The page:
A revolution in revolution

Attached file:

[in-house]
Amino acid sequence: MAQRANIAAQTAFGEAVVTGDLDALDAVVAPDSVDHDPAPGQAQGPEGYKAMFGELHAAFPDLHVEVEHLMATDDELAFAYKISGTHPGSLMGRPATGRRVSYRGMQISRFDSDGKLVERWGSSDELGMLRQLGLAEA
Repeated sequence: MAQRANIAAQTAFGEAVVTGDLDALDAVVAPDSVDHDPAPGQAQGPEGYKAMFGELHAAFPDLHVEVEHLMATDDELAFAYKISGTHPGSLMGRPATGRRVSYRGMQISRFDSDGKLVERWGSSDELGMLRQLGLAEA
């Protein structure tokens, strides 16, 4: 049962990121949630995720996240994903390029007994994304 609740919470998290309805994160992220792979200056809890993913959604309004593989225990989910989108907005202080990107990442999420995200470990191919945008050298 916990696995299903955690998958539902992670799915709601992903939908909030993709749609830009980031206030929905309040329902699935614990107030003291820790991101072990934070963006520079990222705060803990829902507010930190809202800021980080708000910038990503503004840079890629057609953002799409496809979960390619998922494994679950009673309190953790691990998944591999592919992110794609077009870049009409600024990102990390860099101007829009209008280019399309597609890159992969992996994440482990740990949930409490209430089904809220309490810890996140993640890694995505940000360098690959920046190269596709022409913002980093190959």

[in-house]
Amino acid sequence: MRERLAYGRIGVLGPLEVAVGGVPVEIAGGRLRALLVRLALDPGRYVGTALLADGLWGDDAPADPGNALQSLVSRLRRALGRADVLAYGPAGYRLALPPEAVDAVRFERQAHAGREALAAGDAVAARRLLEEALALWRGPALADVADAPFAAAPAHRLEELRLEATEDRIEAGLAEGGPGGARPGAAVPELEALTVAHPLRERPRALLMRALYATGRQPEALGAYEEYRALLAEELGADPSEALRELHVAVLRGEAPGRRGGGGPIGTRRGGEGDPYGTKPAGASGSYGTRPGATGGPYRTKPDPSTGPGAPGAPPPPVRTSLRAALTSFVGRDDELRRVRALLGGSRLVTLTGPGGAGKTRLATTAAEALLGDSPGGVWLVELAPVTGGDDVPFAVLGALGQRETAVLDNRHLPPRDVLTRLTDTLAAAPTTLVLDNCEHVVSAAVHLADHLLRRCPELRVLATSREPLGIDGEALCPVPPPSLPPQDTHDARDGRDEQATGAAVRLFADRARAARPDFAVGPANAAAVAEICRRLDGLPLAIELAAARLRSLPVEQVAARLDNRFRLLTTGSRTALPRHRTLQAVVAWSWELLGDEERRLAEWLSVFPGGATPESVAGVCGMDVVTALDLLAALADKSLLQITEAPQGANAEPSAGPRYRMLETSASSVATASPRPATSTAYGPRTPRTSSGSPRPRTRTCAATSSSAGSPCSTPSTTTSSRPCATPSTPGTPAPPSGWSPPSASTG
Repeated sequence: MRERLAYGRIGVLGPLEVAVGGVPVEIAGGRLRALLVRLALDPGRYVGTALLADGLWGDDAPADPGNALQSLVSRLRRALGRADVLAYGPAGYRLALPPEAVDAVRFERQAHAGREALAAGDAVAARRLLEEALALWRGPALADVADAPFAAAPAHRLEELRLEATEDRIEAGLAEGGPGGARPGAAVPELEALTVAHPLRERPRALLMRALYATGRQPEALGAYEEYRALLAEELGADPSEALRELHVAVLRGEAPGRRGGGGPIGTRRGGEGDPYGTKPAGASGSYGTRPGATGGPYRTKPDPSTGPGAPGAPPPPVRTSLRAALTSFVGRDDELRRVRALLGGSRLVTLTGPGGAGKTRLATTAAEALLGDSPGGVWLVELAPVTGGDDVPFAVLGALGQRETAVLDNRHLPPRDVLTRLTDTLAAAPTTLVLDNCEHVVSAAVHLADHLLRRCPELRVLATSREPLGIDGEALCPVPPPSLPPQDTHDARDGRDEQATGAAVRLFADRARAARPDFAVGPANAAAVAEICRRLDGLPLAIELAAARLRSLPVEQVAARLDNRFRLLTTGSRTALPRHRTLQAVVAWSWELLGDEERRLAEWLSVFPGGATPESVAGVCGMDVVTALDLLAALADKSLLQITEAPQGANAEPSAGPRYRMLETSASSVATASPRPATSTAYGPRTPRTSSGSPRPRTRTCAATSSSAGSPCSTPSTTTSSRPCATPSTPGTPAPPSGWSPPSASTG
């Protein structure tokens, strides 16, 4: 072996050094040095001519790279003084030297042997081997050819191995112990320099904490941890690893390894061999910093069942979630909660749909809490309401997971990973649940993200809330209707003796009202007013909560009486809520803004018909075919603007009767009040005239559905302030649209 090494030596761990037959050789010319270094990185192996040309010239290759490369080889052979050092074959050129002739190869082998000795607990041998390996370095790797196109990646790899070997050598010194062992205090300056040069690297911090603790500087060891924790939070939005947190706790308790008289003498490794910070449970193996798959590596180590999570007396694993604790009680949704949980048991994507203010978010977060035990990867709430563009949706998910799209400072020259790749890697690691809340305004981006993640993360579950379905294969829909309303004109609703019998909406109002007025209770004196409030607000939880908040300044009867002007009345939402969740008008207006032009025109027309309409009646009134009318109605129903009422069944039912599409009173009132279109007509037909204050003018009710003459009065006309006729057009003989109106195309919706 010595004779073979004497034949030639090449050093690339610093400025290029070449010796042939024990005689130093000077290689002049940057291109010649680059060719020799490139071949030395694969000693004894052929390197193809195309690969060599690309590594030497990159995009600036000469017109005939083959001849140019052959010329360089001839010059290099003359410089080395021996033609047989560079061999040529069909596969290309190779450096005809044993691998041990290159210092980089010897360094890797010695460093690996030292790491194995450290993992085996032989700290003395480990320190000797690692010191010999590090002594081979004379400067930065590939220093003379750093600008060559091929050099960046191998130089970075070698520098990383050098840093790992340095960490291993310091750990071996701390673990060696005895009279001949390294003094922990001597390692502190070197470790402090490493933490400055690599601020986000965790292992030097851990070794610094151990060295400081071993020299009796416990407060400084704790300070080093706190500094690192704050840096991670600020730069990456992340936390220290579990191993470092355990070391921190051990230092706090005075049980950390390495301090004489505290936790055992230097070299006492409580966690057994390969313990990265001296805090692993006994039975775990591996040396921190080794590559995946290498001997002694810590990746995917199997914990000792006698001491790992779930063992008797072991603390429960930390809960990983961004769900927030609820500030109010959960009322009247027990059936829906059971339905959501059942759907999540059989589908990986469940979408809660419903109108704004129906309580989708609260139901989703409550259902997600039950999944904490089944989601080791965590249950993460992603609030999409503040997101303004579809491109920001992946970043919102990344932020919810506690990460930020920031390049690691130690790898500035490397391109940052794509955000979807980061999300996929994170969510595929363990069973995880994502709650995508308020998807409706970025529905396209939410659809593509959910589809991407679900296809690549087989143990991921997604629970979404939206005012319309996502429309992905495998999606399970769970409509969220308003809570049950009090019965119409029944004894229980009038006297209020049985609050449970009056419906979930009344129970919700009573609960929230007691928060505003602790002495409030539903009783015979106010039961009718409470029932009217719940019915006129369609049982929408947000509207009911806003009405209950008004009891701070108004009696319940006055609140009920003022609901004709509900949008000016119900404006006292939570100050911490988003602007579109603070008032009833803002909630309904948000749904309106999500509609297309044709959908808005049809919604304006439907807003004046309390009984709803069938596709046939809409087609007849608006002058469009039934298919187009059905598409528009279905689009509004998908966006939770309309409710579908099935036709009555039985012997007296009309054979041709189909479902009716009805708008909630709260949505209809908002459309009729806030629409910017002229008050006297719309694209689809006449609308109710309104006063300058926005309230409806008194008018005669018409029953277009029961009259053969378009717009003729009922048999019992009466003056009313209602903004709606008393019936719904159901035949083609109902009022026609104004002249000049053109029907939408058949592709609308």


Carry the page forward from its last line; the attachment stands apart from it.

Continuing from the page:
“Casino slots haven’t changed much since the dawn of the one-armed bandit,” says the video demo. “There has been very little innovation in this, the most popular category of casino games. Today we have high-resolution touch-screen devices, yet still we perpetuate a game idiom that limits game interactivity to poking a single spin button. We can do so much better… Introducing Spin16.” That was just the YouTube clip I fired up before heading into London to see Genii’s new Spin16 product in action. As with most slots, unless you actually see the reels spinning it’s hard to get particularly excited about yet another one, but having been promised ‘revolutionary’ by my PR contact (I said I’d fine him £100 cash if this wasn’t the case) it seemed a trip into town was justified JUST in case this did change the way people play slots. Perhaps in years to come I’ll look back – from atop a mountain of discarded old slot machines – and shout “I was there at the new beginning!” and laugh at how foolish humans were to have ever played slots any other way than… well… whatever it was I was about to see. “We’re trying to reinvent slots for the modern market and technology of today, but we’re not trying to develop a new genre of games,” says Devan Govender, Director and CTO of Genii. “Were not trying to tap into new markets of players, what we’re saying is that as an industry we can do a lot better for existing players in terms of slot mechanics.” Devan pulls out a tablet featuring one of the first Spin16 games: Age of Spartans. “So Spin16 products should be instantly recognisable as a slot game, but with some clues that there are some slight differences to it – the little markers around the outside for instance. What we’ve basically done is make it so that you interact directly with the reels as opposed to the reel just being a visual aspect and you’re poking a button at the bottom…” Devan sets the reels spinning, but he does so by picking either a column and pushing it up or down with his finger on the screen, or by picking a row and swiping it left or right. The rest of the reels follow suit… “You can move any reel in any direction and the mechanic moves from spinning to actually swiping. The common mechanic has been that you hit spin and the reels spin 1, 2, 3, 4, 5 and then stop in order afterwards, but there’s a difference to it when you can swipe side-ways for example as we can progressively reveal from that direction. But the key to all of it is that you’re now interacting with the whole of the screen and you develop muscle memory, using your thumbs and swiping your favourite way, so there’s a new element in this kind of tactile experience rather than having a separate trigger button. The name Spin16 comes from the 16 different ways you can spin a 5×3 slot, but your choice of reel and direction isn’t just to show you a different way of spinning, it has a real influence on the outcome of the game, and that brings in this second phase of play…” Which brings us to the markers that appear on the top, bottom, left and right of each column and row. As Devan swipes – for instance – the central row to the right, a golden arrow appears on the marker at the end of that row. If he picks the far left column and swipes up, the golden arrow appears at the top of that column as the reels spin (and so on). The second phase of play – once the reels have spun and landed – sees a new green arrow spin around the outside of the reels reminiscent of a roulette mechanic as the house randomly chooses one of the 16 positions. “If that turns out to match with your choice of reel and direction you get a times-ten multiplier,” explains Devan, “if it matches just the direction you get a x2 multiplier, and if it matches just the reel you get a x5. So there’s a second phase of anticipation and reward; your first one is just waiting for the reels to stop and you get the normal pay-line mechanic, but even when you don’t win we still play out that ‘near miss’ emotive  aspect [of the second phase] because… well, there was a study in Cambridge a few years back where they hooked up brain activity monitors to gamblers and looked for where the biggest activities came from, and it wasn’t from big wins and losses – it was actually from near-misses. Two cherries and nothing… and so on. So if you have actually spun and not won, but then the second phase shows that you would have hit a 5x multiplier, you see that the win would have been much greater.” “There’s also the possibility that when don’t win anything on the pay-lines but hit a multiplier a message plays on that outcome,“ [the point being proved as Devan hits nothing but gets the direction right, receiving an “Ooooohh, that could have been great!“ message from the games teasing inner voice! “These two phases together bring in quite a different balance of experiences through the game,” continues Devan. “You’ll also notice ‘hot’ and ‘cold’ reel indicators [a burning red marker and a frosty blue marker respectively]. What that does is give a real-time view of what other players are actually hitting on, so the hot reel is the one being hit the most and – obviously – the cold reel is the one that hasn’t come up in a while. The closest analogy here is like a roulette wheel’s history”. Spin16 players can chose to spin just cold of just hot reels from the main buttons and play on that history. The data for these categories comes from the whole group, so operators running multiple brands will have all that data coming together to show what’s hot and what’s not.  “We’ve kept the game very much a slot game, so it’s all based on slot mathematics. We’re building models that are high volatility models for the VIP high-end players, and high hit rate, low volatility models for the general playing population – they fit very well in to existing market segments, we’re just bringing this new mechanic to it.”  The auto-spin function is also based on the hot or cold options, so players chose to auto-spin one or the other along with how many spins desired; the auto-spin will then follow that ‘heat’ dynamic as it changes in real-time, so players can chose to stick with the popular choices or chase the cold spins. I ask if the swiping mechanic affects the results of where the tiles land. “It’s still perfectly random,” answers Devan, “You can imagine it like this: when i swipe right it makes no different to the ‘spin’; all the swipe is really doing is setting up where your arrow marker will fall for the second phase of play. Gennii is licenced in Malta and the UK, and for Spin16 games to fall into the slot gaming category and for it to be licenced and so on we needed to be sure it’s familiar enough without needing to sit in a test lab for months. So we’re working with the various authorities and because they follow all these slot principles we’re having a much easier time getting through that process.” “We have a patent on this aspect of the game [the swiping mechanism], and the interesting thing is – if for instance I swipe right – that the moment a single reel stops it’s fully definitive whether you’ve got any wins on that pay-line, so you can start progressively displaying what those pay-out are, delivering animations and so on. It’s a far richer experience in terms of that win/loss emotional roller-coaster that you want to give players. We’re really punting this as the way slots will be played, so the patent covers the mechanism that we’re running – and we’re going very big initially online – which is our market – but within a year we want to expand this into land-based as well.”  I ask about the Spin16 user experience for those not on touch-screen formats. Devan explains: “Even for land-based players we are going to focus on the touch-screen format, but that said it works really well with a different kind of mechanism. With a mouse you are simply grabbing the reel you want and ‘flinging’ it in the direction you want, and that’s what we want to get to – that, however you are playing, there is a much greater range of movement involved that just poking a ‘SPIN’ button.” “We’ve run through a few thousand players using this, and there comes a point when players’ ‘lucky swipe’ [i.e. far right column going up!] happens to be right and they feel like they’ve got the biggest reward possible. And then you see people playing on a smart phone and you can see them using their thumbs… flying up and down; it becomes a far richer gaming experience.” Being devil’s advocate – and considering how little some slots players seem to want to do, right down to simply setting auto-spin off and sitting back – I ask if there is a strong indication from Genii’s research that slots players are actually looking for more to do in their slot games. “There was a study done in fruit machines,” replies Devan, “and the act of tapping the button was the biggest attraction rather than the lights or features; it was that physical act that drew players. If we take our numbers and the data we’ve collected in terms of use of auto-spin… it’s not your hard-core players using that.” “For a lot of our games we look at it much more from the entertainment aspect rather than ‘I turn on auto-spin and see where my £20 is going to take me’. In terms of revenue and the players that really stick, that’s not what we were aiming for; we’re looking to make that entertaining part much stronger. But yes, auto-spin exists for people that just want to sit back and watch things unfold.” “The innovation in slots in the last ten years has been about getting to the feature game. It’s not even about the slots any more, it’s ‘let’s see what the feature game looks like’. And that’s where things like auto-spin come into play. It’s like “stick it on and it’ll stop when I get to the feature game, and that’s what i want to look at”. We’re trying to get back to where every spin has that level of excitement and be interesting enough that you don’t need to get to that feature game – it’s about making that core slot experience better… and that’s where we are.” In April the first three Spin16 games went live, with Casino Dukes being the sole UK operator for the platform. Genii’s game portfolio is around 150 games across Windows, Mac and mobile, with plans to launch Spin16 across desktop with native downloads for windows and Mac, across all browsers and then ios, android, windows, etc. and also in both app stores and as html5.  I ask if you can easily retrofit already-popular games to Spin16. “Well Age of Spartans [the game being demoed today] is one of our popular titles, and this is a Spin16 version of it,” explains Devan, “so we’re launching with two games that are very popular existing games in Spin16 format and one new title, so we need to understand across those where the player population actually goes.” “Bringing an existing game to the Spin16 mechanic is effectively developing a new game; new html etc. However, we know Age of Spartans’ demographic so we made sure that the volatility is in the same kind of range. We make sure that the frequency of certain combinations that come up and result in those animations and audio tap into an experience that’s working for that segment. We need to be sure those things still appear, but now it’s richer with that second phase of play.”  Spin16 spent nine months in development but was very much under the radar for a large percentage of that time because of the patent application and the non-disclosure that goes with that. The concept has been through several iterations with very little changes in terms of the core game and the second phase, but a lot in terms of the user interface and making it easier to pick up and understand right off the bat. Devan explains: “Things like the gold target and showing you what’s happening – that has probably been through ten… maybe twelve… different iterations. We also had to keep development within our team so we progressively exposed more and more of our own people to the concepts so that we could get a fresh perspective from people who’d never seen it before to balance how important the main game was with the feature game.” “Also originally we just had the history bars separate and the second phase of the game happening high up on the screen, but we then brought it down into the main game more tightly. Even after we launch we’ll watch the players carefully; some people open the game and don’t like the background music; some people don’t like the look of a game and simply won’t even bother spinning. We can measure one game against another in terms of how well it does and first impressions.” “We’ve had it in the past where games have a big drop off and we’ve just had to totally redo the audio in a game because that turned out to be the turn off. We had one game with a leprechaun where the guy’s laugh just turned out to be too crazy for players. Every time he turned up with some random comment it was too grating for players! So even after a game ships we’re constantly looking at it and fine-tuning the game; there will be a lot of analysis going on.” Genii plan to release up to ten Spin16 titles before the end of 2015. “There’s a lot of legal work to be done on the patents and then we’ll be taking them to land-based,” says Devan, “and of course there are all the other territories to deal with. I think ten is a conservative number.”